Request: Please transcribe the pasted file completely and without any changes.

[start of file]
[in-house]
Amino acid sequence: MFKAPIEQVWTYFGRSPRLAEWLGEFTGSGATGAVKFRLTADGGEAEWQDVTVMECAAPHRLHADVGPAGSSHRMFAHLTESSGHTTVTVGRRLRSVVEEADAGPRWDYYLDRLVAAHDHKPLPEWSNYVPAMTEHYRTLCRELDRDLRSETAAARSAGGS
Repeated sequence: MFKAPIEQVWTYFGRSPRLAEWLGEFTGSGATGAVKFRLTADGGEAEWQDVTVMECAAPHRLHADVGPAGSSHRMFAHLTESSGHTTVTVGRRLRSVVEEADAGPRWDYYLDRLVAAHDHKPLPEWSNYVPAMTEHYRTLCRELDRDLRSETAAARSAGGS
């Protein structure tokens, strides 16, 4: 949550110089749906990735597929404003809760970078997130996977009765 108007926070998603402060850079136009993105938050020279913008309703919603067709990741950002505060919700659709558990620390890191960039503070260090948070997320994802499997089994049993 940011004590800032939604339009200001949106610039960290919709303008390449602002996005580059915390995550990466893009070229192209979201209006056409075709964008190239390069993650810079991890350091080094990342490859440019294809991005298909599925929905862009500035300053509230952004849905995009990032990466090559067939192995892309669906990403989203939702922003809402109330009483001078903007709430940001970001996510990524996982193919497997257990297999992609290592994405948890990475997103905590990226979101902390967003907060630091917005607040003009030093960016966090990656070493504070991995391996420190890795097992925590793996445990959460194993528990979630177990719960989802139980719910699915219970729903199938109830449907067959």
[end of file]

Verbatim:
[in-house]
Amino acid sequence: MFKAPIEQVWTYFGRSPRLAEWLGEFTGSGATGAVKFRLTADGGEAEWQDVTVMECAAPHRLHADVGPAGSSHRMFAHLTESSGHTTVTVGRRLRSVVEEADAGPRWDYYLDRLVAAHDHKPLPEWSNYVPAMTEHYRTLCRELDRDLRSETAAARSAGGS
Repeated sequence: MFKAPIEQVWTYFGRSPRLAEWLGEFTGSGATGAVKFRLTADGGEAEWQDVTVMECAAPHRLHADVGPAGSSHRMFAHLTESSGHTTVTVGRRLRSVVEEADAGPRWDYYLDRLVAAHDHKPLPEWSNYVPAMTEHYRTLCRELDRDLRSETAAARSAGGS
């Protein structure tokens, strides 16, 4: 949550110089749906990735597929404003809760970078997130996977009765 108007926070998603402060850079136009993105938050020279913008309703919603067709990741950002505060919700659709558990620390890191960039503070260090948070997320994802499997089994049993 940011004590800032939604339009200001949106610039960290919709303008390449602002996005580059915390995550990466893009070229192209979201209006056409075709964008190239390069993650810079991890350091080094990342490859440019294809991005298909599925929905862009500035300053509230952004849905995009990032990466090559067939192995892309669906990403989203939702922003809402109330009483001078903007709430940001970001996510990524996982193919497997257990297999992609290592994405948890990475997103905590990226979101902390967003907060630091917005607040003009030093960016966090990656070493504070991995391996420190890795097992925590793996445990959460194993528990979630177990719960989802139980719910699915219970729903199938109830449907067959």